So then, brothers and sisters, we are debtors, not to the flesh, to live according to the flesh— for if you live according to the flesh, you will die; but if by the Spirit you put to death the deeds of the body, you will live. For all who are led by the Spirit of God are children of God. For you did not receive a spirit of slavery to fall back into fear, but you have received a spirit of adoption. When we cry, “Abba! Father!” it is that very Spirit bearing witness with our spirit that we are children of God, and if children, then heirs, heirs of God and joint heirs with Christ—if, in fact, we suffer with him so that we may also be glorified with him.
Romans 8:12-17 (NRSV)
Everything about our culture is predicated upon the avoidance of pain, suffering and discomfort. Consequently, the Church’s greatest temptation is a logic of cheap grace which suggests we can reap the benefits of resurrection without having to endure the persecution of co-crucifixion. Here Paul explicitly debunks this fallacy by explaining the role and work of the Holy Spirit.
The Spirit is active within believing communities, working to affect a kind of death experience, both within the Church and within us as individuals. The Spirit is the power of God dwelling within us, acting to conquer, nullify, and replace the power of “the flesh,” which is dictated by sin (Rom 7: 17 & 20). Life in the flesh can easily, swiftly, and unconsciously become life according to the flesh. This leads to re-enslavement to our fleshly nature, which ultimately breeds self-centeredness, sin and death. However, through the two “if” statements (verses 13 and 17), we see how the Spirit links us to the cross of Christ, and thus his suffering and ethic of self-giving love for others.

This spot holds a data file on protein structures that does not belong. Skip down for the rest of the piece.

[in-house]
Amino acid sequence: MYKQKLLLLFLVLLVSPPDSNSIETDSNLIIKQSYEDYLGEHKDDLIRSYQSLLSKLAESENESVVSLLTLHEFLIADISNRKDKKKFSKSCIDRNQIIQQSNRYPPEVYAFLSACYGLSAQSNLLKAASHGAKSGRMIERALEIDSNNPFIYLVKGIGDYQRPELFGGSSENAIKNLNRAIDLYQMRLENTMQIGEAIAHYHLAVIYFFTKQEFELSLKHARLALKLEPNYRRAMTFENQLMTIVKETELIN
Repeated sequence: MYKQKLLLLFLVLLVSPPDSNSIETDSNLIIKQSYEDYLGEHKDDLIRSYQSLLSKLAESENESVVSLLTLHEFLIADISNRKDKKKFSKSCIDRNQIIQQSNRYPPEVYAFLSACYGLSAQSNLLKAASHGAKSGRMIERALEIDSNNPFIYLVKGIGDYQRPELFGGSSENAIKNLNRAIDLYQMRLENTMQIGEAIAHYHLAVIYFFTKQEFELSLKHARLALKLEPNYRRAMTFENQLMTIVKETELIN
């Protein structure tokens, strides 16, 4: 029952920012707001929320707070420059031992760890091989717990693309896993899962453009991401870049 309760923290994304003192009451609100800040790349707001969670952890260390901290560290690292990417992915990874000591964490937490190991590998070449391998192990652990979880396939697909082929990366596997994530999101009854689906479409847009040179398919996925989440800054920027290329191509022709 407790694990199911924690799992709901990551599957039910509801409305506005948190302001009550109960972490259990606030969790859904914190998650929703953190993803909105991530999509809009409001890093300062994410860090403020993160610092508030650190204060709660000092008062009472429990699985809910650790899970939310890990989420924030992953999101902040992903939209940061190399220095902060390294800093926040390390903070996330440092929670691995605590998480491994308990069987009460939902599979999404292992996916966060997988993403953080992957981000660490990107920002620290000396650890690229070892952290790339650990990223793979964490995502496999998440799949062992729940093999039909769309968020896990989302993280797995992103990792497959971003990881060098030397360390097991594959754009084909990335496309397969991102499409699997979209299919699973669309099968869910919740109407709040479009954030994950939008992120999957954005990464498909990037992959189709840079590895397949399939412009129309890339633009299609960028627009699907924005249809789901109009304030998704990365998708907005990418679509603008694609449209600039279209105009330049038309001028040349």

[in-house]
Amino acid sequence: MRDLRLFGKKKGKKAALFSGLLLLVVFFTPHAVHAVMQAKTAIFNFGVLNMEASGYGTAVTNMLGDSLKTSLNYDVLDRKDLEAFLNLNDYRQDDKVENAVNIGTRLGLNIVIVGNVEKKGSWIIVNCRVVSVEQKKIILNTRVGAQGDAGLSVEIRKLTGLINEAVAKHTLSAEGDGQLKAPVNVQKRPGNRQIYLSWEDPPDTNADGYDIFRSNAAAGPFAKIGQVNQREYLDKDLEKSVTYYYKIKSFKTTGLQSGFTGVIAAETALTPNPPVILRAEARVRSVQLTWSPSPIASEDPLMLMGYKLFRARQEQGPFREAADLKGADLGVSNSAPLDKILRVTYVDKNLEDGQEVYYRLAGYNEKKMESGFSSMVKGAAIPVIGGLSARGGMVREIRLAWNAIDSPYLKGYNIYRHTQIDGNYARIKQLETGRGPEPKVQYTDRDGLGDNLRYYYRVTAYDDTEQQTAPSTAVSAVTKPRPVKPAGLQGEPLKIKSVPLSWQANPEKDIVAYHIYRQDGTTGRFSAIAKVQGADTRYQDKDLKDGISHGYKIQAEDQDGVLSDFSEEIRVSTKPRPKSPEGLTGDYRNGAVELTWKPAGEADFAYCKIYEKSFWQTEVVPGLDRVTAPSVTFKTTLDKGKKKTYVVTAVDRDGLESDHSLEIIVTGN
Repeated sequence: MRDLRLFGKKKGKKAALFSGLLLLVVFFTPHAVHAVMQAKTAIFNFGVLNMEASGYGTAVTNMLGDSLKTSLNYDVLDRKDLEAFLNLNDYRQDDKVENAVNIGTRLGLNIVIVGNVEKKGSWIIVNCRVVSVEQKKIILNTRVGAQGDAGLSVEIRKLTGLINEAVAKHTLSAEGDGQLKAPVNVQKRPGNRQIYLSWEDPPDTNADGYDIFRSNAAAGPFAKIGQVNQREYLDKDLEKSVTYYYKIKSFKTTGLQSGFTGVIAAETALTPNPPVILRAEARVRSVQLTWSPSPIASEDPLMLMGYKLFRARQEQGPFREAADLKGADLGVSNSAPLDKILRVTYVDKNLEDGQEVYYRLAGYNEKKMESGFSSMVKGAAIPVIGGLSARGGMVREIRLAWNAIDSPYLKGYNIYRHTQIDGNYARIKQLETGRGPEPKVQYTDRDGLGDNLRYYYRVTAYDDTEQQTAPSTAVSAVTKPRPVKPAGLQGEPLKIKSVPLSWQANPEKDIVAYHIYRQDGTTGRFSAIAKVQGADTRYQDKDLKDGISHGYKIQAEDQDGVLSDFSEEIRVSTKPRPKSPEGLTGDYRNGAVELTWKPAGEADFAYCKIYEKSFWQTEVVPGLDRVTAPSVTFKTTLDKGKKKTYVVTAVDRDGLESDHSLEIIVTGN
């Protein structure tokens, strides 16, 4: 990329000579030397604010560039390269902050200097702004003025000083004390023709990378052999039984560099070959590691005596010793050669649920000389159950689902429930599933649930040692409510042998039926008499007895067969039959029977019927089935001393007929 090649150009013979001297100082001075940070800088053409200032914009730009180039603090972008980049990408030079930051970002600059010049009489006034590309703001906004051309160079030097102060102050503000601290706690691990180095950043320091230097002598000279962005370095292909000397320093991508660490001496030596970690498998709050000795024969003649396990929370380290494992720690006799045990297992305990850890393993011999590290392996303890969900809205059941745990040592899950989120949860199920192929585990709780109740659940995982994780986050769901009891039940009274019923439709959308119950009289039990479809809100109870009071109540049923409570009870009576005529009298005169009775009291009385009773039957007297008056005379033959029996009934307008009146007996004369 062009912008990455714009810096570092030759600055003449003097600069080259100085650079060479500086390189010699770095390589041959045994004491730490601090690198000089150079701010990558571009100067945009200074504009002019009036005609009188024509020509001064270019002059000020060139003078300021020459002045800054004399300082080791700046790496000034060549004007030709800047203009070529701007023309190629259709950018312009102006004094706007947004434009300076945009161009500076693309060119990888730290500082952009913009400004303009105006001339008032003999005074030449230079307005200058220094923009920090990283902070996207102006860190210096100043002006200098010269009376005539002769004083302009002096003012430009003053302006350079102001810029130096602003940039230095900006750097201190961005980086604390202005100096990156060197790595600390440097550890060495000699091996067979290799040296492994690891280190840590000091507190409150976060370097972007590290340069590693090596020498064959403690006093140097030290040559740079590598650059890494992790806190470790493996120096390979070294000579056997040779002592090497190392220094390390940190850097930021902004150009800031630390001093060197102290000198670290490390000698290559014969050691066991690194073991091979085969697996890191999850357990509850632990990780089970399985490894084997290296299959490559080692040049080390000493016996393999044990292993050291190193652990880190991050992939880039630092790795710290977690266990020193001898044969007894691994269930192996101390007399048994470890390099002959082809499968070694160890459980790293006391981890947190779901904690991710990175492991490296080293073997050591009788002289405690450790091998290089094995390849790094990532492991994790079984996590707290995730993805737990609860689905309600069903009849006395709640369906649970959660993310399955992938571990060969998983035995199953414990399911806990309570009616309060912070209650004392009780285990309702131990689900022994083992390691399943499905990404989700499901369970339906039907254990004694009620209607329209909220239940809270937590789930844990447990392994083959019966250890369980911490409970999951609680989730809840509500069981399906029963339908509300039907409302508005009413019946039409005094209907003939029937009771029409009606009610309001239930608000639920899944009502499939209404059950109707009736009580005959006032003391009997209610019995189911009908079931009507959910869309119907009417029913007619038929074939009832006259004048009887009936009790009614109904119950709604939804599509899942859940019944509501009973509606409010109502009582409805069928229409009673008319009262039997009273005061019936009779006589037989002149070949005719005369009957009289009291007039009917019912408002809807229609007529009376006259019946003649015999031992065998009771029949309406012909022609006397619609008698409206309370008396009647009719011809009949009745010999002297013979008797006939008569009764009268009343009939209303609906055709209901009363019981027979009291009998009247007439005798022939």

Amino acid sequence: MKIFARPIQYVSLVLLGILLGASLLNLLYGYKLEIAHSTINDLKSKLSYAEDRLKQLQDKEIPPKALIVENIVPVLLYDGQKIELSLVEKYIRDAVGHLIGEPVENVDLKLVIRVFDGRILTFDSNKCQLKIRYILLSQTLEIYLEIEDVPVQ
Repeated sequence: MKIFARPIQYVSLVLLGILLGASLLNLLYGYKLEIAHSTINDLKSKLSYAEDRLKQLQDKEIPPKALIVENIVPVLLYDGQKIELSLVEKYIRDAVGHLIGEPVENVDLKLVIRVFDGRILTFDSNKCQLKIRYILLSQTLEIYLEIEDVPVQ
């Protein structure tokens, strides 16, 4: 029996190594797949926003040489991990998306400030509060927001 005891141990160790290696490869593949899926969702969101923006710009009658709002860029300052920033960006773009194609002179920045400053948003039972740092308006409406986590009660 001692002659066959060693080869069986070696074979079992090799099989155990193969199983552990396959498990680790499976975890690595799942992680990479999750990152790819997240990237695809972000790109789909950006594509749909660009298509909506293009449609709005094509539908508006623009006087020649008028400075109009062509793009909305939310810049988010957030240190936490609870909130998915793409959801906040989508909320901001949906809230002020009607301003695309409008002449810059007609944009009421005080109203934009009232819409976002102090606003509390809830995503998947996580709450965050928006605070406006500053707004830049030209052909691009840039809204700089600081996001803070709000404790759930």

Theologian Michael J. Gorman says it this way, “the cross and resurrection both motivate and shape daily life. The appropriate life ‘for’ or ‘toward’ Christ is the cruciform life. Life ‘for’ Christ, is simultaneously life ‘for’ others…because the cross and resurrection were for others.” Therefore, we must understand that Lent and Holy Week are more than seasonal invitations to reflect on the salvific work of Jesus. These two periods are also a reminder of the cost of discipleship. They are times where we are called to pause and evaluate how we are bearing witness to the Kingdom amid the U.S. Empire today. The liturgical calendar is a gift of accountability, one which reorients the Church by reminding us of our mission in the world.
Lord, may your Spirit crucify our fleshly nature and cultivate life within us, and our communities.